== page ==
since I haven't read this yet, wonder how you are presenting your character in terms of thinking about her past and how she feels about it?

And of course, when you mentioned her Madam, my mind leaped to abuse and pimps, which is what we see on TV.

Did your research take you to talk with prostitutes, either current or former?

Sandi said...

I think it sounds fascinating - in fact, I just bought it for my Kindle. I've long believed that prostitution should not be illegal (legislating morality?), so I'm happy to see a character that breaks the stereotype.

Anonymous said...

I agree with many of the above comments - this is a way of life more women than we read about in the NYT have chosen to follow - and many do find it an honorable path!!!! Thelma Straw in Manhattan

Jeannette de Beauvoir said...

Thanks for all this affirmation! It's been one of the taboos of modern culture, really: we're all still, in a way, behind Dorothy Parker with her "you can lead a whore to culture but you can't make her think."

I know a lot of women (and men, too, actually) who do sex work, and have become good friends with many of them. For most of the people I know, it's an interim sort of work, not a career choice. So Trinity fits into that.

It's important to me in this and in future books in the series that she take responsibility for her life, but that even though this isn't something her college would necessarily celebrate, it's not something that causes her shame. It's a fact of her life, it got her where she needed to go, and she is moving on. Well, until Kate comes back into her life, that is!


Anonymous said...

**What about the J D Robb "In Death" series where in 2060 there are Licensed Companions (LC). In fact one of the better characters "Charles" was an LC who retired to become a sex therapist. So, why not, so long as the call girl possition is by choice.

Karen in Ohio said...

What a fascinating slice of life you have chosen to use in your stories, Jeannette.

I just read a standalone mystery about a prostitute this past year, but I could not say if it was Laura Lippmann's or another. But it does seem as though sex workers would be uniquely positioned (no pun intended) to learn quite a bit about secrets of all kinds.

It's even more interesting, to me, that your best friend is a madam. Can you tell us which came first, the friendship or her career?

Jeannette de Beauvoir said...

I'd forgotten about the Licensed Companions! Great comparison.

And you make an excellent point—that the past sex work needs to have been a matter of choice. There is a whole world of sex trafficking that isn't what this novel addresses.

Kate's "girls" are in fact mostly women in college or graduate school, who find it much easier to work one evening a week and leave time for study, rather than be at the till of a 7-11 for so many hours that their studies suffer.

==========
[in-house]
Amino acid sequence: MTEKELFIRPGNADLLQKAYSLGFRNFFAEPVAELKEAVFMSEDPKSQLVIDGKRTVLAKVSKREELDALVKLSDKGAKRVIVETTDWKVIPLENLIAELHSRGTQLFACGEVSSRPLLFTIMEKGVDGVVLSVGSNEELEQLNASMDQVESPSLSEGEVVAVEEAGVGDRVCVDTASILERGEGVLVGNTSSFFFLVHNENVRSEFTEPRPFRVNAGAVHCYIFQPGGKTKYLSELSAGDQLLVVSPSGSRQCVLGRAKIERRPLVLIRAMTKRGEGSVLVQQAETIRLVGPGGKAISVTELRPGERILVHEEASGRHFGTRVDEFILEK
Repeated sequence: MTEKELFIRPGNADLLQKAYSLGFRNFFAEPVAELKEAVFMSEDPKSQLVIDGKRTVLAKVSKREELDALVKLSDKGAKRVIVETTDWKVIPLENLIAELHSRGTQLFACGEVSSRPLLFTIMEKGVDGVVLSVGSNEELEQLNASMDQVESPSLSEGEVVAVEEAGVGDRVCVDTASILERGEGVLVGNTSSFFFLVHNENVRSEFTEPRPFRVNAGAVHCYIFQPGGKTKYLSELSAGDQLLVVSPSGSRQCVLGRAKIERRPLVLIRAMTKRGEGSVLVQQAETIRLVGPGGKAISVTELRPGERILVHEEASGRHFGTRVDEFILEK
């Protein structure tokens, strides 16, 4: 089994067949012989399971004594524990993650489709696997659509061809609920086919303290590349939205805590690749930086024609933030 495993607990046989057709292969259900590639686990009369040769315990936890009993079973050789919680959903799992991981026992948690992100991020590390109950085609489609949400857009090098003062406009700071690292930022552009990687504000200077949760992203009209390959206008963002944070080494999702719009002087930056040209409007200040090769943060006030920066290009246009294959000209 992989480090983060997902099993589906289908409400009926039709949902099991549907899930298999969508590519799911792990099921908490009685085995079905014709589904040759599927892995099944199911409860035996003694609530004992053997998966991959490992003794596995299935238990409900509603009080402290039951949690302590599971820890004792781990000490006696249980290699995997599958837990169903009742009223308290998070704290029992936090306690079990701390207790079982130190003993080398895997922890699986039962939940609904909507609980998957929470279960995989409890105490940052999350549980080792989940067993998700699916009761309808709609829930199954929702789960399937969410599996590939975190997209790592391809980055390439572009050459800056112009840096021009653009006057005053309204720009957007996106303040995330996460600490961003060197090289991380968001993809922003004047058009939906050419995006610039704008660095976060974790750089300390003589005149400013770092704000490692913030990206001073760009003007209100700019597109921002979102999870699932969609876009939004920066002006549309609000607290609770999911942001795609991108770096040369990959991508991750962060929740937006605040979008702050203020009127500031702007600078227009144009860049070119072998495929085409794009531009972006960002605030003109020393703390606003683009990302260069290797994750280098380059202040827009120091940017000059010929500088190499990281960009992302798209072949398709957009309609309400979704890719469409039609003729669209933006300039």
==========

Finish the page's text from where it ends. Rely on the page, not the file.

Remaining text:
Rhys Bowen said...

What a great back story for a protagonist. I love sleuths with a past.

Jeannette de Beauvoir said...

Thanks, Rhys! I do, too.

Triss said...

This is kind of a fascinating idea, with a lot of potential for story lines. Thanks for sharing it.

Hank Phillippi Ryan said...

OH, yes..I know someone who is a madam, too...and it's all I can do not to ask her EVERYTHING. (I don't, buit I do wish I could.)

I thnk it sounds terrific and very...:-) cinematic.

Have I done any reporting..ah, interestingly, I don't think so. Huh. After all these years. I guess..if I had to choose a supposedly "bad thing" to focus on, that might not be it.

Jeannette de Beauvoir said...

Well, I thought it would be an interesting background, and frankly, when you look at the many backgrounds/backstories to mystery novels, it's not even as far-fetched as some of the others ...!

And Hank, I do have my fingers crossed about the cinematic possibilities!

Lisa Alber said...

Fascinating! I'm loving it. I wish I'd thought of this idea for myself!

I think readers are far more willing to be adventurous than the "big 6" assume.

Libby Dodd said...

This sounds fascinating.
For those who still cannot deal with such a background, let them read something else while we enjoy ourselves!

Jeannette de Beauvoir said...

Thanks so much for all your encouragement! Please let me know what you think once you've read the book ... and hopefully Trinity will continue in a long series to come!

Bob said...

I read the book shortly after it came out. Really liked it. Many of the comments here have been about prostitution, but that is not the subject of the story, it's just some background that gives the character some depth. Read this for a great mystery story, you won't be disappointed.

Anonymous said...

**Just finished reading this book. Great story and wonderful characters. Looking forward to more with Trinity, Kate, Sean & Kate's loud family. When is the next book coming out???